The situation seems to be binary. Either you have been preselected by another minority group as one of their proud members or everyone else is desperately trying to get to the bottom of your DNA. Then when they do, sometimes they don't believe you.

So, is there a way to eliminate these kinds of interactions?

It's not always malicious intent that provokes these uncomfortable interactions of course, but they still happen.

The closer we get to just seeing people for what they have to offer, what they think, and what they say and not the molecular breakdown of their DNA, the better off we'll be as a human race. We'll be more united as a people rather than us being a people solely defined by our race — a historically massive obstacle to true unity.

"Once we realize that we're just a part of humanity and stop trying to classify we'll be in a better place ... though it will take a long time before we get there," says Mak.

True

When Sue Hoppin was in college, she met the man she was going to marry. "I was attending the University of Denver, and he was at the Air Force Academy," she says. "My dad had also attended the University of Denver and warned me not to date those flyboys from the Springs."

"He didn't say anything about marrying one of them," she says. And so began her life as a military spouse.

The life brings some real advantages, like opportunities to live abroad — her family got to live all around the US, Japan, and Germany — but it also comes with some downsides, like having to put your spouse's career over your own goals.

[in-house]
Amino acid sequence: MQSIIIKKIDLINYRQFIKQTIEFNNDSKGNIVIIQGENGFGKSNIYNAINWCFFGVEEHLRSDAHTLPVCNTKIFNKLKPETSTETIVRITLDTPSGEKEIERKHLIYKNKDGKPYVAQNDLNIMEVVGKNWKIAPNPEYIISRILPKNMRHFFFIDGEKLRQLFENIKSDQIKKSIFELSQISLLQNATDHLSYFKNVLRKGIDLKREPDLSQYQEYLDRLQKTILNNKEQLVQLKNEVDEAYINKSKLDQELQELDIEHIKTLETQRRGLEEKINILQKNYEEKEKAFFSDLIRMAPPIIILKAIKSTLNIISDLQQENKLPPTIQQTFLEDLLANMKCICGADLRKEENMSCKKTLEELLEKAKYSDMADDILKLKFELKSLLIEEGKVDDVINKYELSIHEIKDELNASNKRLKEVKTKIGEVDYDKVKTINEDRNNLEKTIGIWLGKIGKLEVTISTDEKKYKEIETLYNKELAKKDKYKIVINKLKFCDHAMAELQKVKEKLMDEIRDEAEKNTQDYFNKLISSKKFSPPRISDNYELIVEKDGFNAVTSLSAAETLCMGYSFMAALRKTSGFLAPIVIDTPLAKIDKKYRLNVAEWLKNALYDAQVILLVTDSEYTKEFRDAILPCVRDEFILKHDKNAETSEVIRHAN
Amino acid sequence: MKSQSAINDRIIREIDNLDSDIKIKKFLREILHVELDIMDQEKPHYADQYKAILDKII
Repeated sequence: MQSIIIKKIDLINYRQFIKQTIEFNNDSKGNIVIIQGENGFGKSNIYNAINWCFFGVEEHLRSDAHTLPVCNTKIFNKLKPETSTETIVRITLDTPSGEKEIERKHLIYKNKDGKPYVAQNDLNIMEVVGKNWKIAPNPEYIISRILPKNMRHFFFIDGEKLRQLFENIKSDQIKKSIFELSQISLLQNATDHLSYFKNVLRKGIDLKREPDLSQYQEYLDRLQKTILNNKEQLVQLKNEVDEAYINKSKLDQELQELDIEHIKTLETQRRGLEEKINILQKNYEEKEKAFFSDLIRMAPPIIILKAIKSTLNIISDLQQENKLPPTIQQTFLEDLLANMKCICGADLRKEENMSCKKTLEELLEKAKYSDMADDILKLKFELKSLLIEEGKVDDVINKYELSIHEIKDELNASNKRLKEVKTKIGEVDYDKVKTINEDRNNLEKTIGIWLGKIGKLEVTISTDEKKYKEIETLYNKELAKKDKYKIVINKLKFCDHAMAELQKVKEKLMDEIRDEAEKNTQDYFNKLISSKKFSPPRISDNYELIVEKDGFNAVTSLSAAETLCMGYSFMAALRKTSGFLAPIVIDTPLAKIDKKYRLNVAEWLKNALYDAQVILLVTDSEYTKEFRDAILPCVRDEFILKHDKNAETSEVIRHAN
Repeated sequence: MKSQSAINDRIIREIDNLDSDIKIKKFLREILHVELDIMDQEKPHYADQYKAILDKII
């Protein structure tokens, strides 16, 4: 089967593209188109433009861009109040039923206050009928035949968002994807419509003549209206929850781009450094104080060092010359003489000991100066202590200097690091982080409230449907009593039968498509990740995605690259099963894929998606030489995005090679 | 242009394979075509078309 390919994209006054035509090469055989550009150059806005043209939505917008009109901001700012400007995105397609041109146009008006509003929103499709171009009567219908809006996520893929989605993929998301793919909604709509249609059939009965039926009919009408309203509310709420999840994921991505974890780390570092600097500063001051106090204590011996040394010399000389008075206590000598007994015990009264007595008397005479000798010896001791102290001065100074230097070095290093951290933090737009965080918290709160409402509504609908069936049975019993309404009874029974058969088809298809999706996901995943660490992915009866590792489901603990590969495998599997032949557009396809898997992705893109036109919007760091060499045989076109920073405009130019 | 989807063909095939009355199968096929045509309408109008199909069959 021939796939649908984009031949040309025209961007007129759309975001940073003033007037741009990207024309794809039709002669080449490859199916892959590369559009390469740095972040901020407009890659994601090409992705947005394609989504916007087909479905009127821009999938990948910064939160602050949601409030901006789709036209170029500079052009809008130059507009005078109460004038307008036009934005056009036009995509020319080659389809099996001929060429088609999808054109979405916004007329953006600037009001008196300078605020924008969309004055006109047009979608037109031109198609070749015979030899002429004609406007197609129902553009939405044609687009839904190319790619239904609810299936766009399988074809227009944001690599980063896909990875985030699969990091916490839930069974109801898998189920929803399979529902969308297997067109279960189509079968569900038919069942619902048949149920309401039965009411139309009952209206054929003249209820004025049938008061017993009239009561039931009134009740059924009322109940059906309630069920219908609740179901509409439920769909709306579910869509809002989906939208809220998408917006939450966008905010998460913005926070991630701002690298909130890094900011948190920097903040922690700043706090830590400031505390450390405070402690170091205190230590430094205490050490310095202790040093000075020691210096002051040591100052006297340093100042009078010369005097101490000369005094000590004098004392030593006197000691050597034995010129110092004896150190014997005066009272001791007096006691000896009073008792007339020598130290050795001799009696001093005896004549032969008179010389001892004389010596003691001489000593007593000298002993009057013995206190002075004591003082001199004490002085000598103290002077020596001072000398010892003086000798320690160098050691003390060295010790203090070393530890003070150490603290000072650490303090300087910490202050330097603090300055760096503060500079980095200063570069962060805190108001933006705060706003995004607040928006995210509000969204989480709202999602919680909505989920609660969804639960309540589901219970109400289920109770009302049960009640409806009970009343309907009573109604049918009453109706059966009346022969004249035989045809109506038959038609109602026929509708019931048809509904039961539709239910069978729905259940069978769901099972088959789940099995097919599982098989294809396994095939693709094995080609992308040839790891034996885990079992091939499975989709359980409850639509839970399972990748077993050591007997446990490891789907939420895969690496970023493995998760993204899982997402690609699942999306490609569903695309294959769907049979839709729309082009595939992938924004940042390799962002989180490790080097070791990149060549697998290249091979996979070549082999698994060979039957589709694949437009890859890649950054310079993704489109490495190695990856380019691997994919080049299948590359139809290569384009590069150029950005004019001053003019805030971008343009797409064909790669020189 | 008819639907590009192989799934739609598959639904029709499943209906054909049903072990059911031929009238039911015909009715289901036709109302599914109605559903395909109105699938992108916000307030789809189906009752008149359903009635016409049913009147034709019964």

"Though we choose to marry someone in the military, we had career goals before we got married, and those didn't just disappear."

Career aspirations become more difficult to achieve, and progress comes with lots of starts and stops. After experiencing these unique challenges firsthand, Sue founded an organization to help other military spouses in similar situations.

Sue had gotten a degree in international relations because she wanted to pursue a career in diplomacy, but for fourteen years she wasn't able to make any headway — not until they moved back to the DC area. "Eighteen months later, many rejections later, it became apparent that this was going to be more challenging than I could ever imagine," she says.

Eighteen months is halfway through a typical assignment, and by then, most spouses are looking for their next assignment. "If I couldn't find a job in my own 'hometown' with multiple degrees and a great network, this didn't bode well for other military spouses," she says.

She's not wrong. Military spouses spend most of their lives moving with their partners, which means they're often far from family and other support networks. When they do find a job, they often make less than their civilian counterparts — and they're more likely to experience underemployment or unemployment. In fact, on some deployments, spouses are not even allowed to work.

Before the pandemic, military spouse unemployment was 22%. Since the pandemic, it's expected to rise to 35%.

Sue eventually found a job working at a military-focused nonprofit, and it helped her get the experience she needed to create her own dedicated military spouse program. She wrote a book and started saving up enough money to start the National Military Spouse Network (NMSN), which she founded in 2010 as the first organization of its kind.

"I founded the NMSN to help professional military spouses develop flexible careers they could perform from any location."

"Over the years, the program has expanded to include a free digital magazine, professional development events, drafting annual White Papers and organizing national and local advocacy to address the issues of most concern to the professional military spouse community," she says.

Not only was NMSN's mission important to Sue on a personal level she also saw it as part of something bigger than herself.

"Gone are the days when families can thrive on one salary. Like everyone else, most military families rely on two salaries to make ends meet. If a military spouse wants or needs to work, they should be able to," she says.